As part of a deal to avoid the death penalty, US Staff Sergeant Robert Bales will plead guilty to slaughtering 16 villagers in Afghanistan last year. The plea bargain will require Bales to publicly discuss the attack for the first time.

John Henry Browne, Bales's attorney, told the Associated Press that Bales will enter guilty pleas to charges of premeditated murder during a hearing on June 5.

"The judge will be asking questions of Sgt. Bales about what he did, what he remembers and his state of mind," said Browne, who told the AP the commanding general has already approved the deal. "The deal that has been worked out ... is they take the death penalty off the table, and he pleads as charged, pretty much."

Both the Army and Afghan relatives of the victims had pushed for Bales's excution. From a series of AP interviews with the victims' family members last month:

"For this one thing, we would kill 100 American soldiers," vowed Mohammed Wazir, who had 11 family members killed that night, including his mother and 2-year-old daughter.

"A prison sentence doesn't mean anything," said Said Jan, whose wife and three other relatives died. "I know we have no power now. But I will become stronger, and if he does not hang, I will have my revenge.”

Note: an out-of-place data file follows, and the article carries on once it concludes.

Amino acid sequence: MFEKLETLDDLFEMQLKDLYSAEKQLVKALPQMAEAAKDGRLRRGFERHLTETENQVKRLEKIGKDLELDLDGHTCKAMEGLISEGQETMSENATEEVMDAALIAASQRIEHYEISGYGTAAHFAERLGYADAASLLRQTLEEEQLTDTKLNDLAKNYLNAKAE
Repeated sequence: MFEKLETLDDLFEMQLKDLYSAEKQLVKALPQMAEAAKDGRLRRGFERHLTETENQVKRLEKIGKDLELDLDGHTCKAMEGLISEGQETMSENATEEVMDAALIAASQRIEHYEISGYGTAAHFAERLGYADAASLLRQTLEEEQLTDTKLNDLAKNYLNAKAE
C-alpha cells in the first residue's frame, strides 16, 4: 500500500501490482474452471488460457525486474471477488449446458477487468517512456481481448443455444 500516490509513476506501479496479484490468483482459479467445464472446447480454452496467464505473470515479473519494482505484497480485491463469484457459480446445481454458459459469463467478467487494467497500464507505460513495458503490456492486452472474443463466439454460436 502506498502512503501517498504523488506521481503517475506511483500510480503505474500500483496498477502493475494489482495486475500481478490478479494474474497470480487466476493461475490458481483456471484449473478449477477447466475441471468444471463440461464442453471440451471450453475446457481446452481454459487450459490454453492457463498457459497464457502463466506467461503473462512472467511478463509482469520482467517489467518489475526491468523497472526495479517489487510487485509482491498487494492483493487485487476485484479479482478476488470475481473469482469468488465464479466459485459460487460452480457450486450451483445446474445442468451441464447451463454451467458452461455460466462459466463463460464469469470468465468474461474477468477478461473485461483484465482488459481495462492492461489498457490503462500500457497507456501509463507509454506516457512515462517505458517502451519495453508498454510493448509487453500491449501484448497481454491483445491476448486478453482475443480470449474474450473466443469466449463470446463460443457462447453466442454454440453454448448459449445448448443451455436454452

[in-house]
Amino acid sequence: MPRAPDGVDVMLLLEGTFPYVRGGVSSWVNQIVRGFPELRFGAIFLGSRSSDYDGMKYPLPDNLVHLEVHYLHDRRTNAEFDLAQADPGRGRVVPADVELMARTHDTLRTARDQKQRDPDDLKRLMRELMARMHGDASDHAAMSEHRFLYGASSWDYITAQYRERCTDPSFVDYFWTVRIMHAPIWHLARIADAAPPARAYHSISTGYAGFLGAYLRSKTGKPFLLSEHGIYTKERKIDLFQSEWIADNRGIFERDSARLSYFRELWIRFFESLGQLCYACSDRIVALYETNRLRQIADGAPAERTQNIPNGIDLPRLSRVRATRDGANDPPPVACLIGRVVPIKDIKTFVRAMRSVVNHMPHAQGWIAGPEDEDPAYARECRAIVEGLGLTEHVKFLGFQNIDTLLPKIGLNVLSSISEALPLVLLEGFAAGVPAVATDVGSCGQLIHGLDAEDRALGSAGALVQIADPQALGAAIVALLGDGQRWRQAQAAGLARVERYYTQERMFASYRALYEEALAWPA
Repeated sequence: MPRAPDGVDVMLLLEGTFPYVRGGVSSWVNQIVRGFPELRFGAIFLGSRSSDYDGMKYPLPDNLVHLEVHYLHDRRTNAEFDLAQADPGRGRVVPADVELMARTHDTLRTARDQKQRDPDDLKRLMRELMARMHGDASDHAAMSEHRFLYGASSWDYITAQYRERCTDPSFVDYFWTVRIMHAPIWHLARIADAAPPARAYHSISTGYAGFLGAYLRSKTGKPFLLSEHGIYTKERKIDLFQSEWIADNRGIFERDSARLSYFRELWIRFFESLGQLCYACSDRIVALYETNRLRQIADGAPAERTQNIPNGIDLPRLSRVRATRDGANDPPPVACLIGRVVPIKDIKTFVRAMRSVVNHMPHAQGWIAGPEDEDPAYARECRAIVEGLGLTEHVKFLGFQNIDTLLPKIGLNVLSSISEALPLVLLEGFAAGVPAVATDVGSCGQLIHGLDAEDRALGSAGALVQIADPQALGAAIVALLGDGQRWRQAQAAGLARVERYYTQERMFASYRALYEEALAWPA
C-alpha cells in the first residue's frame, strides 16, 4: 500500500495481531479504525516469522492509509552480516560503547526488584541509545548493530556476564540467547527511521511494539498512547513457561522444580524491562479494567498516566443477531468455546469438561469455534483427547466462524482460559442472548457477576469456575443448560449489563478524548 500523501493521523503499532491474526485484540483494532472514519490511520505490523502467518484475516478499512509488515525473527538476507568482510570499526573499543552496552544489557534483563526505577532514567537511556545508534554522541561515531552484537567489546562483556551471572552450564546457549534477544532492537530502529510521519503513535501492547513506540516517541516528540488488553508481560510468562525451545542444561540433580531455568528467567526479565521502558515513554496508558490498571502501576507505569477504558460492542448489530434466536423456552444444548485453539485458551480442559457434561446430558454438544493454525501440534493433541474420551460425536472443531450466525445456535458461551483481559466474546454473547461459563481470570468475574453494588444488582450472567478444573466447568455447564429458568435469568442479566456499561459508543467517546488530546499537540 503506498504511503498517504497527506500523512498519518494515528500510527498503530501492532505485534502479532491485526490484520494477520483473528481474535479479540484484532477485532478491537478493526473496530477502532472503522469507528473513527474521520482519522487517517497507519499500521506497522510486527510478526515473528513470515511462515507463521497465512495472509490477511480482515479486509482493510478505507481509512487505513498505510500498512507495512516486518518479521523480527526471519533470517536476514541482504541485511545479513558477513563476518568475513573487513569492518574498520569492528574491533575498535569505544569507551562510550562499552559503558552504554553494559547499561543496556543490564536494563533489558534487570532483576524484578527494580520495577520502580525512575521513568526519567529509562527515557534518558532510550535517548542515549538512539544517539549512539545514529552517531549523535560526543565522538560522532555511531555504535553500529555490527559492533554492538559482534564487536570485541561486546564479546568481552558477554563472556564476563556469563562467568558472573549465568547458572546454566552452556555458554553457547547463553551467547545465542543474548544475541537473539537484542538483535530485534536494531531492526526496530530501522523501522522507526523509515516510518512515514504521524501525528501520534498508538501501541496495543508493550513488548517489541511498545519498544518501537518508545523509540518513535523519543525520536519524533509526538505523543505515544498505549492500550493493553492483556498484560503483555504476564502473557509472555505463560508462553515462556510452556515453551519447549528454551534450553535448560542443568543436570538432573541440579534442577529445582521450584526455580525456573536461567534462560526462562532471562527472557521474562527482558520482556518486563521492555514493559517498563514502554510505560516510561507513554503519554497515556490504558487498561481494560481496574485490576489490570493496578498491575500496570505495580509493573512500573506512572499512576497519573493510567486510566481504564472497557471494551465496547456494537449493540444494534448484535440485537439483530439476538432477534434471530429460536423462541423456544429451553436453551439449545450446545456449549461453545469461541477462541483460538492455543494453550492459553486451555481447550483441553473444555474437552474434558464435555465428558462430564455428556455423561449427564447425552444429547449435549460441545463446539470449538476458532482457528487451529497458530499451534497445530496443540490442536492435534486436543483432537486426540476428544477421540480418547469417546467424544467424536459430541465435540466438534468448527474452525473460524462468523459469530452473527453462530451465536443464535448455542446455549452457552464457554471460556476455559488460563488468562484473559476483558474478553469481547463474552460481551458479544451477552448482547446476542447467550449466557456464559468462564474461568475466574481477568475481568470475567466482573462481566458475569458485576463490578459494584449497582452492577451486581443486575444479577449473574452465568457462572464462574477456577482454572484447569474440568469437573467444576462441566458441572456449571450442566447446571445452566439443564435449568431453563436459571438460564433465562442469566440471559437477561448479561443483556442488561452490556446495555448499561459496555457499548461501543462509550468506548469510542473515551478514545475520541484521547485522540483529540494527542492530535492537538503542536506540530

Those family members received an $860,000 payout from the US government last spring, or approximately $50,000 for each person killed and $10,000 for each person injured.

According to testimony from a hearing last fall, Bales returned to his base mid-attack, woke up a soldier and confessed. When the solider didn't believe him, Bales returned to the village to kill more Afghans. He piled and burned many of the victims, most of whom were women and children.

Browne claims Bales, who was on his fourth combat deployment, was suffering from post-traumatic stress disorder and brain damage, and should not have been redeployed by the Army. "He's broken, and we broke him," Browne said, adding later, "My personal goal is to save Bob from the death penalty. Getting the public to pay more attention to the war is secondary to what I have to do."

[Associated Press/Image via AP]

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